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CERCLA and EPCRA Reporting Requirements for Air Releases of Hazardous Substances from Animal Waste at Farms

Attention!

Due to legislative changes in the Consolidated Appropriations Act, 2018 (Omnibus Bill), “air emissions from animal waste at a farm” are exempt from reporting under CERCLA. On May 2, 2018, the D.C. Circuit Court of Appeals issued its mandate vacating the 2008 final rule. However, farms will remain exempt from the CERCLA reporting requirements as a result of the FARM Act. Additionally, these types of releases do not need to be reported under EPCRA.

Overview

Two environmental laws, the Comprehensive Environmental Response, Compensation, and Liability Act (CERCLA) and Emergency Planning and Community Right-to-Know Act (EPCRA), require reporting of releases of hazardous substances that exceed reportable quantities within a 24-hour period. The purpose of the notification is for federal, state, and local officials to evaluate the need for an emergency response to mitigate the effects of a release to the community.

However, due to legislative changes in the “Fair Agricultural Reporting Method Act” or “FARM Act” in March 2018, “air emissions from animal waste at a farm” are exempt from reporting under CERCLA. These types of releases also do not need to be reported under EPCRA. For more information, please see: FARM Act Q&A.

History

Regulatory Reporting Exemption for Animal Waste and Resulting Litigation

On December 18, 2008, EPA published a final rule that exempted most farms from certain release reporting requirements in CERCLA and EPCRA. Specifically, the rule exempted farms releasing hazardous substances from animal waste to the air above threshold levels from reporting under CERCLA. For EPCRA reporting, the rule exempted reporting of such releases if the farm had fewer animals than a large concentrated animal feeding operation (CAFO).

In short, all farms were relieved from reporting hazardous substance air releases from animal waste under CERCLA, and only large CAFOs were subject to EPCRA reporting.    

Several citizen groups challenged the validity of the final rule in the U.S. Court of Appeals for the District of Columbia Circuit. On April 11, 2017, the Court struck down the final rule, eliminating the regulatory reporting exemptions for farms. On May 2, 2018, the Court issued its mandate vacating the final rule.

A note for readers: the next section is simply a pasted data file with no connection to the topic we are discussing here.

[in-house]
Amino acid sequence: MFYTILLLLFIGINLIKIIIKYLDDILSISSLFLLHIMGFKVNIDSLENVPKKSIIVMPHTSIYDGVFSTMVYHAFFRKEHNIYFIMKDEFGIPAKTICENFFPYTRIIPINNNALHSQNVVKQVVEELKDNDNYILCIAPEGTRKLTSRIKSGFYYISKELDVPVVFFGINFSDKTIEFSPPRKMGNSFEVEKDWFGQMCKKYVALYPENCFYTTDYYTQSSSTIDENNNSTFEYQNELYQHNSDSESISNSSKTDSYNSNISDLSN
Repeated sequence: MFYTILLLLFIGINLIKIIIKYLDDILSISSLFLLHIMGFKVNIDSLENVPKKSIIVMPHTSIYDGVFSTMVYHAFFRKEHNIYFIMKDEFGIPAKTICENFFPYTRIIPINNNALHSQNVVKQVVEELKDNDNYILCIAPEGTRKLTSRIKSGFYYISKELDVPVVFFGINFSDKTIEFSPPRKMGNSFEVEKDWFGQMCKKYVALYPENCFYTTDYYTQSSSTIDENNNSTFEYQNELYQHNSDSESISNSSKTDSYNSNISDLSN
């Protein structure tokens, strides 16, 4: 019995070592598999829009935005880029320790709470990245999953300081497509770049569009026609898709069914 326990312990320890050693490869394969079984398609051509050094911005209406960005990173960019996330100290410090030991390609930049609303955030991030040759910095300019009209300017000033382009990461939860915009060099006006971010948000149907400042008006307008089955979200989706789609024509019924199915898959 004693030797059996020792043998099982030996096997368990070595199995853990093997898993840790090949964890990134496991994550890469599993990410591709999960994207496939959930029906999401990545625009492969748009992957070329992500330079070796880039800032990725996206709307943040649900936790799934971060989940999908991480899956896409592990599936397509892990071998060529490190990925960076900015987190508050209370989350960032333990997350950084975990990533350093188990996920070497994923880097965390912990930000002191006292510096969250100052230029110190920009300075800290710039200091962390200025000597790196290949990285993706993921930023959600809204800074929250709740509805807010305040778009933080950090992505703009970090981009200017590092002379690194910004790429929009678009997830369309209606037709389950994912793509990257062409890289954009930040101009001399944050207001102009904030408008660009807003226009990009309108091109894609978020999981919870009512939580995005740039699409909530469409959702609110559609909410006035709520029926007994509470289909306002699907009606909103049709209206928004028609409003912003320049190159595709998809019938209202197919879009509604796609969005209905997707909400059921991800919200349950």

Legislative Changes

On March 23, 2018, the Consolidated Appropriations Act, 2018 (Omnibus Bill), was signed into law. Title XI of Division S of the Omnibus Bill, called the “FARM Act” exempts the reporting of “air emissions from animal waste at a farm” under CERCLA.  On May 2, 2018, the D.C. Circuit Court of Appeals issued its mandate vacating the 2008 final rule. However, farms will remain exempt from the CERCLA reporting requirements as a result of the FARM Act.

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Frequent Questions

Reporting Requirements

CERCLA Requirements

Do I need to submit a CERCLA report?

No. The FARM Act amended CERCLA section 103(e) to exempt reporting of air emissions from animal waste (including decomposing animal waste) at a farm.  Other release of hazardous substances exceeding reportable quantities still require reporting under CERCLA.

If a farmer made an initial notification to the National Response Center before the FARM Act was passed, do they need to submit a written report to the EPA regional office?

No. Additional reporting is not required.

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EPCRA Reporting Requirements

Do I need to submit an EPCRA report?

No. In light of the FARM Act’s exemption of air emissions from animal waste (including decomposing animal waste) at a farm from reporting under CERCLA, these types of releases do not need to be reported under EPCRA. For more information, see: FARM Act Q&A.

Furthermore, the statute excludes farms that only use substances in “routine agricultural operations” from reporting  releases of hazardous substances  under EPCRA section 304.  For more information, please see: EPCRA Q&A.

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